High-School-Grads155x140.jpgIn the African American community, involvement in the church has long been cited as a likely factor in determining whether urban young people graduate high school and go on to college. So, it makes sense that administrators from the California State University system would want to partner with the state’s black churches to preach “the gospel of higher education” to the urban community’s middle school children and their parents.

The goal is to increase the college enrollment of black students in the Cal-State University system. According to an article in the San Francisco Chronicle, the effort, which will reach some 90 churches this month, is having a positive effect. Though black students only represent about 6 percent of all CSU students (compared with about 8 percent of high school seniors in California), applications to CSU from black students have soared from 8,737 in 2005 when the “Super Sunday” campaign began to 15,550 in 2009 — a 78 percent increase.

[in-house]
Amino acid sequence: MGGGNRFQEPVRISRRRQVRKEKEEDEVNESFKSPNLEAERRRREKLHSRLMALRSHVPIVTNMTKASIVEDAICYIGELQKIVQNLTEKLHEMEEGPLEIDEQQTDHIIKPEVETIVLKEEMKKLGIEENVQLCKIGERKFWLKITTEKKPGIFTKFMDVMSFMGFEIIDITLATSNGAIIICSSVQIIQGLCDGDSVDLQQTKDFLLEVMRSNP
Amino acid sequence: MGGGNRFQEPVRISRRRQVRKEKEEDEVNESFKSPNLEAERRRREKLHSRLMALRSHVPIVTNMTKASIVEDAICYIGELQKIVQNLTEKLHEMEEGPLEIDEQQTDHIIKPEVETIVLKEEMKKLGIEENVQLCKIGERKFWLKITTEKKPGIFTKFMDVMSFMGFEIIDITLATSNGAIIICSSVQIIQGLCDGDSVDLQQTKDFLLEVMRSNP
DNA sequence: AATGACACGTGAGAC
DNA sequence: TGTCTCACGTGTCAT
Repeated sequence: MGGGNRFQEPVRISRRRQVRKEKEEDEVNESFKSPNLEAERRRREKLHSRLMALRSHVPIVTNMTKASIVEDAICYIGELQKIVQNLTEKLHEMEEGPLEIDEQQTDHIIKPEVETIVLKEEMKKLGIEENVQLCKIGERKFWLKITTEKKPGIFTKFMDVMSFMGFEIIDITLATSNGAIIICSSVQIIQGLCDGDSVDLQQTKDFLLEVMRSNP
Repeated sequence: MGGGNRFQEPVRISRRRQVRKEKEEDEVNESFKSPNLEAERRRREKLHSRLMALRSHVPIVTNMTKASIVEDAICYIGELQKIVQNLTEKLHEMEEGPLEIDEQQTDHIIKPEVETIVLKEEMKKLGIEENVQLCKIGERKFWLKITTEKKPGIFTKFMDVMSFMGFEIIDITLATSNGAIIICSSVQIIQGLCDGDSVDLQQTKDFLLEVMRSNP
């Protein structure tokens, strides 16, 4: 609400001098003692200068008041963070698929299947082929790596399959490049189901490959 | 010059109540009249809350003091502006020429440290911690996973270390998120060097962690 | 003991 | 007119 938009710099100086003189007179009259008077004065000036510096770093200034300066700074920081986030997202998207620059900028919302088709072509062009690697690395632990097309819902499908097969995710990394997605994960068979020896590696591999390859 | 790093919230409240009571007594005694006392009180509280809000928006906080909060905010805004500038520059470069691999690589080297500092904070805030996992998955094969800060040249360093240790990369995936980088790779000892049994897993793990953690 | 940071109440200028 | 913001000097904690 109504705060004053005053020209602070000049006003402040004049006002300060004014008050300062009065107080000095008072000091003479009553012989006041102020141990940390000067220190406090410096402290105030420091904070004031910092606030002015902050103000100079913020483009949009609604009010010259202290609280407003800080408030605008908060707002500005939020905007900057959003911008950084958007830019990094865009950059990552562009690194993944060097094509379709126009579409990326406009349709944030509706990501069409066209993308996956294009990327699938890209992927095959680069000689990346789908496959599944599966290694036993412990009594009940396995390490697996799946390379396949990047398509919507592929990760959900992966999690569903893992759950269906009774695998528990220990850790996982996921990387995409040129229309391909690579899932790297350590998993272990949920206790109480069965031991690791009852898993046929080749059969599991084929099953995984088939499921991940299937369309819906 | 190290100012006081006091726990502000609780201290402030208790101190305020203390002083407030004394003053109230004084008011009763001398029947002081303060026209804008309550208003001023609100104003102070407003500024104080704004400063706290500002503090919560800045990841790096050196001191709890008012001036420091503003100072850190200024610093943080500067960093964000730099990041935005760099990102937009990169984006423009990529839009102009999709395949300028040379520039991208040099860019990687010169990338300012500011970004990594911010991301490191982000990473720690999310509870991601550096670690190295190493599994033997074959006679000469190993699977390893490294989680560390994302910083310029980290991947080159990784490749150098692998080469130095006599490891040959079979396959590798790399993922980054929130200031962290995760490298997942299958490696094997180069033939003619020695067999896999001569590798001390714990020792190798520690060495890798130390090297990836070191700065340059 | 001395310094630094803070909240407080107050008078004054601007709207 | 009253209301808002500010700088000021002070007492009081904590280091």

CSU is targeting its message to the families of middle-school children, preaching the message that it’s never too early to prepare for college.

“Today, only 1 in 5 African American students is eligible for CSU,” Mo Qayoumi, president of Cal-State University-East Bay, told the hundreds of congregants who packed the pews last Sunday at Greater St. John Missionary Baptist Church in West Oakland. “Partner with us so we can get the other four eligible, too!”

Read more about “CSU’s “Super Sunday” program here, and let’s hope other colleges and universities will be inspired to develop similar programs to reach African American and urban youth at an early age.

Share This